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5 Signs of A Micromanager You Need to be Aware of

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5 Signs of A Micromanager You Need to be Aware of

Micromanagers historically have a bad rap, largely due to the negative effect they have on the business and it’s employees. Staff feels disempowered, opportunity and innovation are stifled and the management technique gives rise to poor performance.

“Absolutely no one likes to be micro-managed. It’s frustrating, demoralizing, and demotivating.” Miguel Maignan Wilkins, Harvard Business Review

Given the negative connotations associated with micromanaging, how do you know you are being micromanaged? What are the signs of a micromanager that you need to be aware of? Here are five!

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1. They never let you drive a decision.

A micromanager craves being in control, as such they will rarely allow you to drive a decision. They struggle to relinquish control. They will maintain control over everything through (among other things):

  1. Requesting constant updates perhaps through e-mail or meetings (over and above the pre-determined checkpoints for a project).
  2. Require you to cc them in all e-mail correspondence relating to a project.
  3. Send you e-mails asking you for the status of the project.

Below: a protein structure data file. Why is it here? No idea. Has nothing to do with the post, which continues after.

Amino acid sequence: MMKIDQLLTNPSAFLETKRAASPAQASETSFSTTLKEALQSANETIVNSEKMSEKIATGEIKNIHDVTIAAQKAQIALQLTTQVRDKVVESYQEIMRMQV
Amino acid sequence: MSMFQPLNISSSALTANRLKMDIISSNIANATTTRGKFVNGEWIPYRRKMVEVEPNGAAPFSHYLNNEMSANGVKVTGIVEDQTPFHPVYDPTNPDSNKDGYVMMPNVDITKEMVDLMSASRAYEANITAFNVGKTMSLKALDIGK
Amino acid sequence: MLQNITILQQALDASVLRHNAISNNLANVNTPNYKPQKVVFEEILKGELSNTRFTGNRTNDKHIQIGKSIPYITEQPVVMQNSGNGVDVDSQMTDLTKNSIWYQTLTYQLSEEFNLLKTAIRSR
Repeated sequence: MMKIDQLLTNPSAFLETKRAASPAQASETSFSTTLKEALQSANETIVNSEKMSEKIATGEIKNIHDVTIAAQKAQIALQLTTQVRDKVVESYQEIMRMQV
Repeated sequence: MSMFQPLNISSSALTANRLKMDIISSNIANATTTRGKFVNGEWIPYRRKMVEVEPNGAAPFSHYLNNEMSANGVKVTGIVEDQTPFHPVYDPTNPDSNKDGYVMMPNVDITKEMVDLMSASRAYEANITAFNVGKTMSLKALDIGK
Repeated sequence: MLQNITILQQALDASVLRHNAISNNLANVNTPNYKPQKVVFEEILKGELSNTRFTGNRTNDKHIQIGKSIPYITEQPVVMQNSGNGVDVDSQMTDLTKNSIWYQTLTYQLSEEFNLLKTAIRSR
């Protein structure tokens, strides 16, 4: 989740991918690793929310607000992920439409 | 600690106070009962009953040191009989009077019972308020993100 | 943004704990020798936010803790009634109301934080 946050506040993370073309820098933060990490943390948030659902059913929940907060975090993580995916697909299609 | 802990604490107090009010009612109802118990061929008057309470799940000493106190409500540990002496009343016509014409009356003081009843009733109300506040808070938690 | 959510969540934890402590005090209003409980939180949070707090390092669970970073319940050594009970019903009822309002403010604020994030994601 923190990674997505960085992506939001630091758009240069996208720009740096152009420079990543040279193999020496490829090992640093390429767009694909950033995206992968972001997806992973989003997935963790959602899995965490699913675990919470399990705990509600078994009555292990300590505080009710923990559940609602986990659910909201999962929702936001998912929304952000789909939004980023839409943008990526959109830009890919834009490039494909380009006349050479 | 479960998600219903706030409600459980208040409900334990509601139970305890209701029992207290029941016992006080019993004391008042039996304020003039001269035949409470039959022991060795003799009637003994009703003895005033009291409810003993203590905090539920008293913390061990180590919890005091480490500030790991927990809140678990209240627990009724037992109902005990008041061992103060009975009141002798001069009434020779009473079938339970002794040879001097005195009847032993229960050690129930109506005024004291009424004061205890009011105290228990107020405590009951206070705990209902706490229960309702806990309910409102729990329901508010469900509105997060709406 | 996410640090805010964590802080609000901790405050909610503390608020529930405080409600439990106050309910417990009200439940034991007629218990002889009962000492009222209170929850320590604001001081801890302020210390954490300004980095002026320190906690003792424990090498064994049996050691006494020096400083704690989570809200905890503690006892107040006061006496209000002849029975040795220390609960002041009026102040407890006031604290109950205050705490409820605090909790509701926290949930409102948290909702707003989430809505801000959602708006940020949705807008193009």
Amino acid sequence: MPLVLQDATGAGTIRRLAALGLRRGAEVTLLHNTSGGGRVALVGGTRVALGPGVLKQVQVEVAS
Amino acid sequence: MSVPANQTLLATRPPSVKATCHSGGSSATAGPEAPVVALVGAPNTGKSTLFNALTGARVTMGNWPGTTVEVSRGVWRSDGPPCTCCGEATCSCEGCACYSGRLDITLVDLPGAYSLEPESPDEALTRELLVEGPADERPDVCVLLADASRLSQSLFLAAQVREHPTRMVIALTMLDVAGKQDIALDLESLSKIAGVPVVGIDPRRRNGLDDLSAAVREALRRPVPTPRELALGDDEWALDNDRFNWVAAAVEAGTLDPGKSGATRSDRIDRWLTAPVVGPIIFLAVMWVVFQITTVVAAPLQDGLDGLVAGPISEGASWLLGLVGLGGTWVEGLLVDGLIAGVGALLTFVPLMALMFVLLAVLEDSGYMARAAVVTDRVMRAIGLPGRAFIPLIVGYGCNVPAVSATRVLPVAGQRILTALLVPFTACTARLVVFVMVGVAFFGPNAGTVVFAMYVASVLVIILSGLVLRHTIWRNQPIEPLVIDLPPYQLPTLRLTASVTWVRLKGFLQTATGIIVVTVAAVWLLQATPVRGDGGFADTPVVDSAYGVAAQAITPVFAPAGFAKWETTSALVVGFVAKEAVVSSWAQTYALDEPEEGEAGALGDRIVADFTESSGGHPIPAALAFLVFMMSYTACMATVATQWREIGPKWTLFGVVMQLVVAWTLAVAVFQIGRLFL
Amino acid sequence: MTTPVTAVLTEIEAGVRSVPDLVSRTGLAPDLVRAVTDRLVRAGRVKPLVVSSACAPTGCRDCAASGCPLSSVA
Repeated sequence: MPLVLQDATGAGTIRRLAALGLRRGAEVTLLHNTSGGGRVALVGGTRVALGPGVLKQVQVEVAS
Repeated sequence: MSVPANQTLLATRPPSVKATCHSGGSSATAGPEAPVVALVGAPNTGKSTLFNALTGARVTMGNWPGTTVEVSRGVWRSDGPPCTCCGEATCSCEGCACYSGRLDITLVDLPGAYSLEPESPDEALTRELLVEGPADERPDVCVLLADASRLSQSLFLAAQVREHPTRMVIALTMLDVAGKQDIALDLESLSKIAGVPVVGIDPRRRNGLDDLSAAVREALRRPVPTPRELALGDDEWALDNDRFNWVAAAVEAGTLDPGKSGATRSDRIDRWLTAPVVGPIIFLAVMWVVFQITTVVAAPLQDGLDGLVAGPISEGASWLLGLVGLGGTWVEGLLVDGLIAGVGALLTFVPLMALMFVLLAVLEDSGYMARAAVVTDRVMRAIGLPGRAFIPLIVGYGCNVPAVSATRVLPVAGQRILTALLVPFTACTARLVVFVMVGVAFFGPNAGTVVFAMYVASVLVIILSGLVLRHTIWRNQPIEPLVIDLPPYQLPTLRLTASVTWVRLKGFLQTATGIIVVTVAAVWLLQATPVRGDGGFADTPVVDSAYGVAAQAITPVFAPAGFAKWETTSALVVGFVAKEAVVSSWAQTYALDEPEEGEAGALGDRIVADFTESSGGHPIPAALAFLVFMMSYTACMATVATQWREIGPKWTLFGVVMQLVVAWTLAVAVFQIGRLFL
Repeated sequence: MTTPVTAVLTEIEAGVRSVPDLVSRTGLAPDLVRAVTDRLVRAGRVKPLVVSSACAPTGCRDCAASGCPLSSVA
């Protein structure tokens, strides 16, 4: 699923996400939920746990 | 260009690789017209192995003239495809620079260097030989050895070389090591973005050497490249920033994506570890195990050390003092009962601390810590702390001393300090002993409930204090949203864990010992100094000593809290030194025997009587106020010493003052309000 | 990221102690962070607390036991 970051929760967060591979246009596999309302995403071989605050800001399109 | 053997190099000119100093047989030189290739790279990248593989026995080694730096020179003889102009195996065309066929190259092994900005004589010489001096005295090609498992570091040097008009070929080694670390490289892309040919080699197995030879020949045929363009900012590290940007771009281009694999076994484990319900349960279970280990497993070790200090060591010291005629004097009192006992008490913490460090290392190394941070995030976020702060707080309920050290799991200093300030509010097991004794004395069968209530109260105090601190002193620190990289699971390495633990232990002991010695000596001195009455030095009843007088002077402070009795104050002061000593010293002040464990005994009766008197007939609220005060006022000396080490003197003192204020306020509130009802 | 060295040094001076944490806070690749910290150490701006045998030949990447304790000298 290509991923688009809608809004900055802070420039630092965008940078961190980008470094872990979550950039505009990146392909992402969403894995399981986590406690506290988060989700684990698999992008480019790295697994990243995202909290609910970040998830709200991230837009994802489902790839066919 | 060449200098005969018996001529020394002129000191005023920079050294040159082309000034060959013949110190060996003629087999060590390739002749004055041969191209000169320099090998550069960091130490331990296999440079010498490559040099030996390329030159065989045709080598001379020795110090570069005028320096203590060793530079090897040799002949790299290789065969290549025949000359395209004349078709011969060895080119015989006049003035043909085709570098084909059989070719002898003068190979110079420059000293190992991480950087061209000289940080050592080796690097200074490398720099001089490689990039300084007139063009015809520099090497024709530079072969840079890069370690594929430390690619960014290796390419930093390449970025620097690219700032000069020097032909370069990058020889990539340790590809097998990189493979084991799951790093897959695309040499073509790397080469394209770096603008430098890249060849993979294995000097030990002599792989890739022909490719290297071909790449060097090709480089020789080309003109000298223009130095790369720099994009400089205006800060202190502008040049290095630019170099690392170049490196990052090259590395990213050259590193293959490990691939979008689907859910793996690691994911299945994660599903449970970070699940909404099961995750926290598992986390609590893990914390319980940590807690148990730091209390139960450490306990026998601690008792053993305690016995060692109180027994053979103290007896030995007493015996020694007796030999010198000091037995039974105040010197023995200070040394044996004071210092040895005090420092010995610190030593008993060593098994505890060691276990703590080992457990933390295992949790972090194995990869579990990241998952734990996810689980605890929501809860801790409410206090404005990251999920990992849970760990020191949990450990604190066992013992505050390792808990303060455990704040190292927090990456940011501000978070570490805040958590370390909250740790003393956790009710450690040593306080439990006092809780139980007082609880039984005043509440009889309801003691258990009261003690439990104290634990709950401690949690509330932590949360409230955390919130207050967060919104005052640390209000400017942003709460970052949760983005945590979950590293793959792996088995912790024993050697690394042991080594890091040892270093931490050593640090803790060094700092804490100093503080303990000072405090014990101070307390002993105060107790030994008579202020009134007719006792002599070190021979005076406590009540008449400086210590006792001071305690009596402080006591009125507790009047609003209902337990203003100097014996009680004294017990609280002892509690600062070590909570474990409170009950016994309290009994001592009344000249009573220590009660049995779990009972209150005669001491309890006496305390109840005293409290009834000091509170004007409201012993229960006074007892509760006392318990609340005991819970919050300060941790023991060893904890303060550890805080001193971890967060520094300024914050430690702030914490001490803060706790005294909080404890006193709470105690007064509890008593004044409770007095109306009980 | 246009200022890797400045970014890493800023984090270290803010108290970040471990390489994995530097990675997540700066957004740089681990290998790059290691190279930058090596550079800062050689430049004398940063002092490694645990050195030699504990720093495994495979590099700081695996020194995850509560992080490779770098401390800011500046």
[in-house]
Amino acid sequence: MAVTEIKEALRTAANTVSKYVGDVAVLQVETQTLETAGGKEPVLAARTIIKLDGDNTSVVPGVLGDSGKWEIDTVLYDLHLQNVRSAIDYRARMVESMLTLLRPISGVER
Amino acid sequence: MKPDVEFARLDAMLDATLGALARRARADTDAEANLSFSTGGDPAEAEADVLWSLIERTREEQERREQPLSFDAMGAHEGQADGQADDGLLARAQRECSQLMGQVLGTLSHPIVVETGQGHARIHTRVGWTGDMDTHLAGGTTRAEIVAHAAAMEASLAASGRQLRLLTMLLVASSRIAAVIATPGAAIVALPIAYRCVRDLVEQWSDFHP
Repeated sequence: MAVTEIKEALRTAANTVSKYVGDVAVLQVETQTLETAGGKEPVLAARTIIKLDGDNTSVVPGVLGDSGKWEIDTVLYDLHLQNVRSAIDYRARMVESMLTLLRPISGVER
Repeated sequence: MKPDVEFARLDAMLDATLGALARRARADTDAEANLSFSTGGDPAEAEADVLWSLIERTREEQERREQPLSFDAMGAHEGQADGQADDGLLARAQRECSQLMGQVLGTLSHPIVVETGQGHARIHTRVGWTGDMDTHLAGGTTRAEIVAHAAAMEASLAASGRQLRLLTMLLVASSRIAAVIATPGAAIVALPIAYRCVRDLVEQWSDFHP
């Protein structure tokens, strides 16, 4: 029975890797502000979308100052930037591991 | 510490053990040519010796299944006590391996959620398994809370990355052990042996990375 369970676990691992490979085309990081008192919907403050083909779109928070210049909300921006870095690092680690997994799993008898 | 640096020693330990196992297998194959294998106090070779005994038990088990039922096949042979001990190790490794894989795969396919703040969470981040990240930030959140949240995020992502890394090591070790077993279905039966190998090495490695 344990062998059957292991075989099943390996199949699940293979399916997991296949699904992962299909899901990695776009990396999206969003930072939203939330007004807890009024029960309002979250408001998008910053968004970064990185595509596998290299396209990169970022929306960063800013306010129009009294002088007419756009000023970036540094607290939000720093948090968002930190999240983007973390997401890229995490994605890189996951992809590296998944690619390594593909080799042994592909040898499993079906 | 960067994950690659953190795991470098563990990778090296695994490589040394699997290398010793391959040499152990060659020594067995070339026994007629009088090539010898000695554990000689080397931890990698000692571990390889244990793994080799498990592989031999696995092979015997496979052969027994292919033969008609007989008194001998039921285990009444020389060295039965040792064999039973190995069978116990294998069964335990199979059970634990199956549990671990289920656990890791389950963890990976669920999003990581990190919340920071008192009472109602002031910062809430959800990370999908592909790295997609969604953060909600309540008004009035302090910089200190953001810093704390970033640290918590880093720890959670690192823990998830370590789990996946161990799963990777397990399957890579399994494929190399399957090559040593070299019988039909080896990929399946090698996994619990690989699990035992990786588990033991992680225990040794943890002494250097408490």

After collecting the information they need they’ll make the decisions and never let you contribute. Not only is your productivity affected as you have to attend meetings and respond to e-mails, it’s demoralizing.

2. They are always complaining about something.

They are perfectionists and thus pay attention to the closest detail. They believe that the only way for something to get done properly is if they do it themselves. Consequently, they will never be 100% happy with how you performed the task and they will never be totally happy with the deliverables. They will complain about the mistakes you made, and mention how you should have done it. They will tell you that they could have done it better.

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For example, consider a proposal you have completed in line with the exact requirements. You complete it and send it to your employer for review, only to find a horde of changes and additions as a result of their excessive attention to detail.

3. They are unable or unwilling to pass knowledge / skills on to you.

Their desire to be in control means that they don’t pass knowledge onto you, knowledge which in effect would allow you to complete a task more efficiently and in a timely manner. This, in turn, leads to you as the employee not being empowered, which causes huge frustration.

For example, they might require that a project proposal follows a specific format. Instead of properly providing you with the format and/or the skills to make the necessary formatting changes, they will rather allow struggling through the process so that they can make the necessary changes after you have completed it.

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Not only does micromanagement have a direct negative impact on employees and business, but also on the micromanager. Through focusing on minor, pointless tasks, their own productivity is diminished.

4. They monitor you very closely.

A micromanager will observe and monitor you closely. This behavior stems from several sources:

  1. Lack of trust in your abilities; they believe they can do things better.